Politics of neuromarketing
The politics of neuromarketing is this idea of using advertisements to convince the mind of a voter to vote for a certain party.
Is it possible to scan a voters brain to determine if a candidate’s political message is effective or not? Can you make a person vote in a particular manner using neuromarketing techniques? Though this might sound like science fiction, neuromarketing is already a part of the election campaigns within the United States.
In the 2006 reelection of Governor Arnold Schwarzenegger, Schwarzenegger was trailing his Democratic opponent in the polls. Schwarzenegger’s theme in this campaign was whether or not the voters would want to continue Schwarzenegger’s reforms or go back to the days of the recalled governor, Gray Davis.
In normal political marketing, voters would use detail, numbers, facts and figures to determine if they were better off under the incumbent governor. However, with neuromarketing, voters were shown powerful advertisement visuals. These visuals tried to influence voters’ emotions and to convince voters that Schwarzenegger was the better candidate.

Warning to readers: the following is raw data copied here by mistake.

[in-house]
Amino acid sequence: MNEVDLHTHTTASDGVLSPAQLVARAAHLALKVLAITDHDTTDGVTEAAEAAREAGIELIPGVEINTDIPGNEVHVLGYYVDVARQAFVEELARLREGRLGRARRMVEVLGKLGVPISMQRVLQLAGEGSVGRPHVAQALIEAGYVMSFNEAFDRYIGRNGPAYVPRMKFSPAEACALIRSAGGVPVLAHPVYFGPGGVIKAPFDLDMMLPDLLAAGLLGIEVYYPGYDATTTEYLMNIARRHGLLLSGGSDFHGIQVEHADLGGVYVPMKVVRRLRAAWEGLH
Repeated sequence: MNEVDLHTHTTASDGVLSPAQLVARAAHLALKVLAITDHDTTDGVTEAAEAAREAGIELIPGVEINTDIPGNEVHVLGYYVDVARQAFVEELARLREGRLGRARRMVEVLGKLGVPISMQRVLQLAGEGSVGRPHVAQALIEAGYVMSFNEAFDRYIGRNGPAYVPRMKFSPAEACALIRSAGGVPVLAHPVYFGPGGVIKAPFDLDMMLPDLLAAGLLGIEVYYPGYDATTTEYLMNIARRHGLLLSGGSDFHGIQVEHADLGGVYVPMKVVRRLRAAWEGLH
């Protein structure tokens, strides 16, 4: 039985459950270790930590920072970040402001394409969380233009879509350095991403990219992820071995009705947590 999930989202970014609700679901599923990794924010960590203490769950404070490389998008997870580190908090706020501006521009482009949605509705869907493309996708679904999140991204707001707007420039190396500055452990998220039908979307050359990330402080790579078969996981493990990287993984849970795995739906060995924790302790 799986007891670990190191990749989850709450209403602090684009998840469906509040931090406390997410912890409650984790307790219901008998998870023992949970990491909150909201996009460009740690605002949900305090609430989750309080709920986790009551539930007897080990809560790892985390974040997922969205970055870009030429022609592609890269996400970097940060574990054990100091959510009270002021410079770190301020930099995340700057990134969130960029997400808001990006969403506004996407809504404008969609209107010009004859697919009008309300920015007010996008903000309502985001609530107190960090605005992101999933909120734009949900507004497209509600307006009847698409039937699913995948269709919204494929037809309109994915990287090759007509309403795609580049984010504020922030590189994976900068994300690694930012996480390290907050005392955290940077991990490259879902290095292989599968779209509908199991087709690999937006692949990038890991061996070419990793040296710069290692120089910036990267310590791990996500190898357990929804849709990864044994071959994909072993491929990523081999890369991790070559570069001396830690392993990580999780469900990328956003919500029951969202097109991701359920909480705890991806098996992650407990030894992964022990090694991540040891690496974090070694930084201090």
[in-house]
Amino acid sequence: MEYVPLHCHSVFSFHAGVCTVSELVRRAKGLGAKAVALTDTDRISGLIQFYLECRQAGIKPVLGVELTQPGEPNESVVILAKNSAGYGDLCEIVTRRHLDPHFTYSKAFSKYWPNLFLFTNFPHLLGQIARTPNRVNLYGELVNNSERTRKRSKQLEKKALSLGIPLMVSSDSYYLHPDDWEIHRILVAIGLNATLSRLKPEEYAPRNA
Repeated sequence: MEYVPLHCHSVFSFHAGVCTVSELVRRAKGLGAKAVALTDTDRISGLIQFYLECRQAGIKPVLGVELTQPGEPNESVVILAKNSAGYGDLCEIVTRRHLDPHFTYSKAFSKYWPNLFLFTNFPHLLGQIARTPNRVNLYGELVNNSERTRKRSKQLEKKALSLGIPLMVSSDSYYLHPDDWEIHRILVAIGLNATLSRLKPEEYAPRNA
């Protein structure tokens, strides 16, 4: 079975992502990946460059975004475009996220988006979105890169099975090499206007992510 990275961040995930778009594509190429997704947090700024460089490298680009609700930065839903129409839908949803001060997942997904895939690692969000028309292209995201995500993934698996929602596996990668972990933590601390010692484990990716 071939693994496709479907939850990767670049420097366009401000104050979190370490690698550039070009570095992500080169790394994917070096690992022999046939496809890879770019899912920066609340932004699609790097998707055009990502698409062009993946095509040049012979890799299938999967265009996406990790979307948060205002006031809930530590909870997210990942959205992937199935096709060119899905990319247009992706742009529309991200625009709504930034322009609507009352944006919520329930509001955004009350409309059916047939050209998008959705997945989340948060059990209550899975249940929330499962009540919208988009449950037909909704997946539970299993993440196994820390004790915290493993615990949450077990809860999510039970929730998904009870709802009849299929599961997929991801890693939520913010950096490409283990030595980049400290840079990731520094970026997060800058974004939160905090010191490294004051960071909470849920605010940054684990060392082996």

The ethics of political neuromarketing is debatable. Some argue that political neuromarketing will cause voters to make rash decisions while others argue that these messages are beneficial because they depict what the politicians can do. Neuromarketing might make voters blind to the reality of things. Voters might be swayed by how powerful the advertisements seem to be while failing to understand the political ability or political agenda of the candiate.
Other people disagree with this idea. Darryl Howard, a Republican consultant, said he crafted “neuromarketing-based messages for TV, direct mail and speeches for Senate, Congressional and Gubernatorial clients in 2010.” Howard also said that the advertisements that were presented were honest. Neuromarketing techniques were only used to determine which political advertisements were most effective.